Amethyst’s name derives from the ancient Greek amethustos, meaning “not drunk.” It was believed to guard or protect against the drunkenness. Amethyst is one of the most highly valued stones in the quartz group. Ancient Mesopotamia civilizations highly valued amethyst and so did the ancient Egyptians.

Amethyst has been used in jewelry for thousands of years, and also used in ceremonial and religious designs. In the early Christian church amethyst was believed to have sobering properties; it was symbol of a high spiritual state.

The major sources of amethyst come from places like Brazil, Madagascar, Zambia, Uruguay, Burma, India, Canada, Russia, Sri Lanka and the United States. A deep rich purple is a valued shade in the market but the reddish purple color can also be pricey. When amethyst is heat-treated it changes color and can be changed to imitate citrine. Some citrine that is actually sold in today’s market can be heat treated amethyst. Synthetic corundum and glass can be made in color to imitate amethyst.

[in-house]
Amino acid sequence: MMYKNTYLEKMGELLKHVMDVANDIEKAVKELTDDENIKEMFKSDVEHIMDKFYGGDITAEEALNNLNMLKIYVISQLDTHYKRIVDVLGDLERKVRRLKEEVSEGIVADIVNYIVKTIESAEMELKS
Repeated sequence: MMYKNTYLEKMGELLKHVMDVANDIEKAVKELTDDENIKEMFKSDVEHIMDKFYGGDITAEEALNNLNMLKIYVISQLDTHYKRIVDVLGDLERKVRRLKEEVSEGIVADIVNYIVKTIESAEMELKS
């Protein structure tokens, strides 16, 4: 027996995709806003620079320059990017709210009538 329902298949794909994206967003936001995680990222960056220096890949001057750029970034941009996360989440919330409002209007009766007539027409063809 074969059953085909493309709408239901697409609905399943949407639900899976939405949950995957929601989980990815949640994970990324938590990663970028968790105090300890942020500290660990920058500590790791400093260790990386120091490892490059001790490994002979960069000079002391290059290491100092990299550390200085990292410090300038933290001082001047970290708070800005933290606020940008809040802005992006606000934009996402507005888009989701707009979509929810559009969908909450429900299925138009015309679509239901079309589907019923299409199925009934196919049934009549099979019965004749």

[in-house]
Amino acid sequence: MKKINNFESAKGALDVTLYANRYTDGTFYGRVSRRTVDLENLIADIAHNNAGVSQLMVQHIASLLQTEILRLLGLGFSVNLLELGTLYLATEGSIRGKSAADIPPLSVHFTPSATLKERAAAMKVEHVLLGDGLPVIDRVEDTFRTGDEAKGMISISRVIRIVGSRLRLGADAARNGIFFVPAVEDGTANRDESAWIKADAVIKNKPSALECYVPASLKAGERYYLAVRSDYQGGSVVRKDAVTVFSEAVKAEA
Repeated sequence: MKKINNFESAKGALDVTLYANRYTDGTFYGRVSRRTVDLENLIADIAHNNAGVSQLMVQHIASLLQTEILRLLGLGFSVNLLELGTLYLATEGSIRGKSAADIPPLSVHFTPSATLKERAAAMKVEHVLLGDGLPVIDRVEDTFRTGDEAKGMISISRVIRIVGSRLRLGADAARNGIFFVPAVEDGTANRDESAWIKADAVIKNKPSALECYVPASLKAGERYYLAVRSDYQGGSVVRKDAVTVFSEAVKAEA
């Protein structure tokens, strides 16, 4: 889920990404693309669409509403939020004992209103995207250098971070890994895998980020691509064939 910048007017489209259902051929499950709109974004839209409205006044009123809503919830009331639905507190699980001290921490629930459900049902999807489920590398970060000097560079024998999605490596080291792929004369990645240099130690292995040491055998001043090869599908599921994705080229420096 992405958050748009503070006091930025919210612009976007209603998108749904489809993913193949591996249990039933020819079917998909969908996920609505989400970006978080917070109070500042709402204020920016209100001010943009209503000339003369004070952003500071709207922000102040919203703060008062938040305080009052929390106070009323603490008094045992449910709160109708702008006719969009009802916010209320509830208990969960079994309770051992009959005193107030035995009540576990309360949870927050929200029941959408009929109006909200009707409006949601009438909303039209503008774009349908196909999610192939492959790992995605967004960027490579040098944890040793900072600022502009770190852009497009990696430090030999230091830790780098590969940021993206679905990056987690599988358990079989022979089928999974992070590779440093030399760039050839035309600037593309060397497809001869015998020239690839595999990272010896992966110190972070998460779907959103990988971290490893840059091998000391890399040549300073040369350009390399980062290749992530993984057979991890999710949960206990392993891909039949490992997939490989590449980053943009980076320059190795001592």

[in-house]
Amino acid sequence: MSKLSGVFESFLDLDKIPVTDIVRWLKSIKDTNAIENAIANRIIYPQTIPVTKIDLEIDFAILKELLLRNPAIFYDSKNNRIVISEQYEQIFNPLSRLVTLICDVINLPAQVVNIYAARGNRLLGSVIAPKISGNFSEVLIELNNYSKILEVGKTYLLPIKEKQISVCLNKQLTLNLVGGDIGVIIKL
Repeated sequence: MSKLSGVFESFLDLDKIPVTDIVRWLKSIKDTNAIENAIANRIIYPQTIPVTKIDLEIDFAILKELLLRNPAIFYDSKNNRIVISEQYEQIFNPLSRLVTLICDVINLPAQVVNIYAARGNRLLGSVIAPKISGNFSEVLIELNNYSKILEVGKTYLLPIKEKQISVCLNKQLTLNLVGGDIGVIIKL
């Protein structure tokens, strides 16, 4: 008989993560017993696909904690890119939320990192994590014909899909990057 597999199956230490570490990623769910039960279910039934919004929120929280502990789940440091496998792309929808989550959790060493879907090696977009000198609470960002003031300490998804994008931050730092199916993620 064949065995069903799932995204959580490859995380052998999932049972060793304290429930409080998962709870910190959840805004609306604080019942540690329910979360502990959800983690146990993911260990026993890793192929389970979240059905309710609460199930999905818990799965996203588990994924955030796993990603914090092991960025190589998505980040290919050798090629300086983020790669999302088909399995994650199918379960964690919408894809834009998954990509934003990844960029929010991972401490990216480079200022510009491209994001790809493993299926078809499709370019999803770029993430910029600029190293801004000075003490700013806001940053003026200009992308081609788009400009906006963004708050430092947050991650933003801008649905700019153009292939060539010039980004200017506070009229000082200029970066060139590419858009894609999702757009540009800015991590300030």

Amethyst Quartz: Is a more compact layer of amethyst and its layered and striped with milky quartz. Amethyst quartz can be confused with fluorite.

Amethyst has probably the widest range of miraculous powers of any of the precious stones.  It was believed to also possess the power of inducing dreams and visions.  Leonardo da Vinci believed that it could dispel evil thoughts and quicken intelligence.  It was accredited with the power to protect farmers’ fields from storms and locusts, to bring good luck in war and hunting; and also to protect against snake bites.

Amethyst is the (February) Birthstone:

Amethyst is one of the twelve gemstones of the ceremonial breastplate worn by the high priest Aaron, representing the twelve tribes of Israel as described in the Old Testament book of Exodus, and is also known as the month of February’s birthstone meaning, sincerity.

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